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'Sticky IED' Attacks Increase In Iraq

STEVE INSKEEP, Host:

It's MORNING EDITION from NPR News. Renee Montagne is away today. I'm Steve Inskeep. Good morning.

INSKEEP: Roadside bombs are still killing people. These improvised explosive devices, or IEDs, are sometimes very sophisticated and sometimes very simple - some explosives jammed in a tin can. But either way they demand a sophisticated response. Some U.S. troops are fighting them with math, as we'll hear in a moment. First, we go to Baghdad, where American troops are no longer patrolling but Iraqis are very much exposed. NPR's Kelly McEvers reports.

KELLY MCEVERS: Ahmed Mawla is an explosives disposal instructor with the Iraqi police. He collects IEDs. Some are made with plastic washing machine timers. Most have crude batteries.

MCEVERS: (Through translator) This is like a sample of one IED that uses this action and reaction effect.

MCEVERS: Trigger.

MCEVERS: (Through translator) Yeah.

(SOUNDBITE OF BEEPING)

MCEVERS: (Through translator) As you see, it's stuck to the vehicle, and when he moves or when he stops them, the reaction would ensue.

MCEVERS: And the car blows up. Jihad al Jabari heads the anti-explosive unit in the Iraqi Police Department. As we sit him down for an interview, he gets a call reporting a sticky IED that wounded an official with the Baghdad city council.

MCEVERS: (Foreign language spoken)

MCEVERS: Jabari says during the worst years of the Iraq war, there were 50 IEDs a day, as opposed the 100 IEDs a month now. Back then, he says, militants were building IEDs that were much bigger than those used today. That's because militants used munitions that were left behind by Saddam Hussein's regime.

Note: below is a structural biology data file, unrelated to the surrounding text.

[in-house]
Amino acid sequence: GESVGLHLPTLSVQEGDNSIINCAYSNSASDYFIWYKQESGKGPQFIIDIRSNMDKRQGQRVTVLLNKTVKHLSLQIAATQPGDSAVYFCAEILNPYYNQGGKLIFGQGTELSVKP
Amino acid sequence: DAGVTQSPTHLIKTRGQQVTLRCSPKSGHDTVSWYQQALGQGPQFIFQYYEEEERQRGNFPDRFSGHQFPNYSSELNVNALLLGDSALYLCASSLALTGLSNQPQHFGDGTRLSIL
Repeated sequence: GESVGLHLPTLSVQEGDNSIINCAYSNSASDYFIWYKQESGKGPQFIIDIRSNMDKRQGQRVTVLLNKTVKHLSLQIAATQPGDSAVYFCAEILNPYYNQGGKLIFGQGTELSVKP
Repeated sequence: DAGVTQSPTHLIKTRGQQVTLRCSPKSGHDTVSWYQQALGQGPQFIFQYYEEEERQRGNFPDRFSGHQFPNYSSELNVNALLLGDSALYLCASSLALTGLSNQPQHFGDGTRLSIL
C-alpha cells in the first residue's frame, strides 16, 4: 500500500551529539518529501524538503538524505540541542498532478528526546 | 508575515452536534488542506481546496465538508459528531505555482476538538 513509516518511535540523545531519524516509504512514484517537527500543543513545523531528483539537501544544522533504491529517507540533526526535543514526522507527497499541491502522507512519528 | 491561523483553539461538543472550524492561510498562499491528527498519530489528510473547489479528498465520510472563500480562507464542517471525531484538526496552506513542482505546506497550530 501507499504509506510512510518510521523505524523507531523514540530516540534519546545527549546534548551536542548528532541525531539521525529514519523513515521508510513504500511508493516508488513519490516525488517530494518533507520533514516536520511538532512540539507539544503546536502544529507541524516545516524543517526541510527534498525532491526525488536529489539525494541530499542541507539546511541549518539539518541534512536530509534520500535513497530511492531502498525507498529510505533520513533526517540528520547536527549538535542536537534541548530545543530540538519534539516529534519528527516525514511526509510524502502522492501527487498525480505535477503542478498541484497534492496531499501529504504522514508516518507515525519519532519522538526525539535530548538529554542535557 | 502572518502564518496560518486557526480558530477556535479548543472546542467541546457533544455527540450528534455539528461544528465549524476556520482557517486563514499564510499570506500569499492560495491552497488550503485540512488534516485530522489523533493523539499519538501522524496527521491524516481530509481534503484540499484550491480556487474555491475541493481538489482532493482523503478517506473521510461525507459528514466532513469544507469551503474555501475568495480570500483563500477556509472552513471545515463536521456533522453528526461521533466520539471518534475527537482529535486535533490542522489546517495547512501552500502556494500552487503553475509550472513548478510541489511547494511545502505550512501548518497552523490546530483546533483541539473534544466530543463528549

MCEVERS: (Through translator) In 2005, al-Qaida was developing its capabilities like a day by day. What helped them in that is that there were like caches of explosives all over Iraq, like warehouses where explosives were stacked.

MCEVERS: Right now there are a handful of Iraqi units in the police, federal police, army, and various ministries tasked with gathering intelligence. But they don't always share information.

MCEVERS: (Foreign language spoken)

MCEVERS: Kelly McEvers, NPR News, Baghdad. Transcript provided by NPR, Copyright NPR.

NPR transcripts are created on a rush deadline by an NPR contractor. This text may not be in its final form and may be updated or revised in the future. Accuracy and availability may vary. The authoritative record of NPR’s programming is the audio record.

Kelly McEvers is a two-time Peabody Award-winning journalist and former host of NPR's flagship newsmagazine, All Things Considered. She spent much of her career as an international correspondent, reporting from Asia, the former Soviet Union, and the Middle East. She is the creator and host of the acclaimed Embedded podcast, a documentary show that goes to hard places to make sense of the news. She began her career as a newspaper reporter in Chicago.